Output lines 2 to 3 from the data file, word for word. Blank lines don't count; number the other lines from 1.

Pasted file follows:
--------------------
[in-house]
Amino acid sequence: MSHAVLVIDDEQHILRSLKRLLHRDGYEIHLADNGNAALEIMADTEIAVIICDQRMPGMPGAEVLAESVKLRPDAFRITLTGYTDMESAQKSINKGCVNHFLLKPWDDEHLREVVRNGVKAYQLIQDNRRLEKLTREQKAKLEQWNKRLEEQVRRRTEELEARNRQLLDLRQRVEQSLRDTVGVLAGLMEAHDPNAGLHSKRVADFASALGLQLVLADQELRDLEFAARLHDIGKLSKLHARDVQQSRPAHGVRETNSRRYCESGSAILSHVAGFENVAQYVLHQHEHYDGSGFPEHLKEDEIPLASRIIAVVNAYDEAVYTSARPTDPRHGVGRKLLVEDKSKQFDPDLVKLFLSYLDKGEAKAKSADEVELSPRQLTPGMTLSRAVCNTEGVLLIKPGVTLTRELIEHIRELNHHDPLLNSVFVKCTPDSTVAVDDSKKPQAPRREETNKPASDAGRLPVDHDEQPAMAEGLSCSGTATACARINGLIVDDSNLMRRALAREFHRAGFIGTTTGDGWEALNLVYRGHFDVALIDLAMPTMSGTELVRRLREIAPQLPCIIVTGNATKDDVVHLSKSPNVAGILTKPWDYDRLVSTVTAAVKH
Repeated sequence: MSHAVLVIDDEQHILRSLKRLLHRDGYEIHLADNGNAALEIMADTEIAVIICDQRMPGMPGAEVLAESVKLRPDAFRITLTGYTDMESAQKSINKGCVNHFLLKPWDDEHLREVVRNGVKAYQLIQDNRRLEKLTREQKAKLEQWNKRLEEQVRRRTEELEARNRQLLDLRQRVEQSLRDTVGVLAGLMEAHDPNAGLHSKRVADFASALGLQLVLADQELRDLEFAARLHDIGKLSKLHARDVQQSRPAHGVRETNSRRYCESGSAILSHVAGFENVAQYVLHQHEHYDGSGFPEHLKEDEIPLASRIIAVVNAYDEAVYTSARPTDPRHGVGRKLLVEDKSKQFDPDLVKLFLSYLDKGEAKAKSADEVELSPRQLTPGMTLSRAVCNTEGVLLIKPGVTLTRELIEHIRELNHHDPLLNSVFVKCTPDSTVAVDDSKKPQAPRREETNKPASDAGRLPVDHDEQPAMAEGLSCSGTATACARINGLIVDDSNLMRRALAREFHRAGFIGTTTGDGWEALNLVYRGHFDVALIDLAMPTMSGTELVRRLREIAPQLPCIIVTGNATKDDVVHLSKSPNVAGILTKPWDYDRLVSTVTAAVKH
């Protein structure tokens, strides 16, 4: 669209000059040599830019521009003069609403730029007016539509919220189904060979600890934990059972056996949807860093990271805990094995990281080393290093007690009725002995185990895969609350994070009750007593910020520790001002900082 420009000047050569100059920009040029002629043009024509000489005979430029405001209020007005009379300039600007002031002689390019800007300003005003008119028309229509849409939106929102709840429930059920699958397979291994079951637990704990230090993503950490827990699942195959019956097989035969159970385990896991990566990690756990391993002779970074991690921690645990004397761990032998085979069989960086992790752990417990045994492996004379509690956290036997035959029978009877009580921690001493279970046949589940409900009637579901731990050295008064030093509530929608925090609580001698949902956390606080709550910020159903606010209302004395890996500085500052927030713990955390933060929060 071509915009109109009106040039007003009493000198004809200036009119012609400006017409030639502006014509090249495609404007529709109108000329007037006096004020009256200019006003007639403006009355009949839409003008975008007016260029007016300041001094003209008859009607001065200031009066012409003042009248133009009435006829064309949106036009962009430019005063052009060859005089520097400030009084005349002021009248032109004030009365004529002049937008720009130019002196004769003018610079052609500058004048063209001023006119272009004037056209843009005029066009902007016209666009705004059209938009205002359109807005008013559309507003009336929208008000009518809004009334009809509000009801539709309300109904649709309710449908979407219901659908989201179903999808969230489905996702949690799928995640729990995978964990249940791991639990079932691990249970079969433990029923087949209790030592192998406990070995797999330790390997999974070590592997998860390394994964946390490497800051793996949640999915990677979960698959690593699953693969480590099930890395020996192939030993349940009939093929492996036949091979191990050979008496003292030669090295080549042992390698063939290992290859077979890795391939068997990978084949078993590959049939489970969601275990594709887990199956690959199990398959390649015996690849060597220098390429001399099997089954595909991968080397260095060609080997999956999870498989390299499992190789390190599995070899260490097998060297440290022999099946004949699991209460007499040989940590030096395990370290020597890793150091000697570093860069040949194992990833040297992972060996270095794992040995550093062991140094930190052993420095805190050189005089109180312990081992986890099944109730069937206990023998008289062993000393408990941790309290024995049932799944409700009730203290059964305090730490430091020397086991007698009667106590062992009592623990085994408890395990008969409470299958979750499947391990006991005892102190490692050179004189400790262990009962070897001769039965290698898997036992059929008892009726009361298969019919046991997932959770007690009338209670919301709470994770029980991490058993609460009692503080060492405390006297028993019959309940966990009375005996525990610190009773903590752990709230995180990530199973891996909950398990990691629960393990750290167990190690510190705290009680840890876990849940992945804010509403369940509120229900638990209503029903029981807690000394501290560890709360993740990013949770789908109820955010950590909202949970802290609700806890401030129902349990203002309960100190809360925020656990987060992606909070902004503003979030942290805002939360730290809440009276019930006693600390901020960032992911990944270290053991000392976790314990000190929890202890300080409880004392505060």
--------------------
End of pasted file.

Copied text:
Amino acid sequence: MSHAVLVIDDEQHILRSLKRLLHRDGYEIHLADNGNAALEIMADTEIAVIICDQRMPGMPGAEVLAESVKLRPDAFRITLTGYTDMESAQKSINKGCVNHFLLKPWDDEHLREVVRNGVKAYQLIQDNRRLEKLTREQKAKLEQWNKRLEEQVRRRTEELEARNRQLLDLRQRVEQSLRDTVGVLAGLMEAHDPNAGLHSKRVADFASALGLQLVLADQELRDLEFAARLHDIGKLSKLHARDVQQSRPAHGVRETNSRRYCESGSAILSHVAGFENVAQYVLHQHEHYDGSGFPEHLKEDEIPLASRIIAVVNAYDEAVYTSARPTDPRHGVGRKLLVEDKSKQFDPDLVKLFLSYLDKGEAKAKSADEVELSPRQLTPGMTLSRAVCNTEGVLLIKPGVTLTRELIEHIRELNHHDPLLNSVFVKCTPDSTVAVDDSKKPQAPRREETNKPASDAGRLPVDHDEQPAMAEGLSCSGTATACARINGLIVDDSNLMRRALAREFHRAGFIGTTTGDGWEALNLVYRGHFDVALIDLAMPTMSGTELVRRLREIAPQLPCIIVTGNATKDDVVHLSKSPNVAGILTKPWDYDRLVSTVTAAVKH
Repeated sequence: MSHAVLVIDDEQHILRSLKRLLHRDGYEIHLADNGNAALEIMADTEIAVIICDQRMPGMPGAEVLAESVKLRPDAFRITLTGYTDMESAQKSINKGCVNHFLLKPWDDEHLREVVRNGVKAYQLIQDNRRLEKLTREQKAKLEQWNKRLEEQVRRRTEELEARNRQLLDLRQRVEQSLRDTVGVLAGLMEAHDPNAGLHSKRVADFASALGLQLVLADQELRDLEFAARLHDIGKLSKLHARDVQQSRPAHGVRETNSRRYCESGSAILSHVAGFENVAQYVLHQHEHYDGSGFPEHLKEDEIPLASRIIAVVNAYDEAVYTSARPTDPRHGVGRKLLVEDKSKQFDPDLVKLFLSYLDKGEAKAKSADEVELSPRQLTPGMTLSRAVCNTEGVLLIKPGVTLTRELIEHIRELNHHDPLLNSVFVKCTPDSTVAVDDSKKPQAPRREETNKPASDAGRLPVDHDEQPAMAEGLSCSGTATACARINGLIVDDSNLMRRALAREFHRAGFIGTTTGDGWEALNLVYRGHFDVALIDLAMPTMSGTELVRRLREIAPQLPCIIVTGNATKDDVVHLSKSPNVAGILTKPWDYDRLVSTVTAAVKH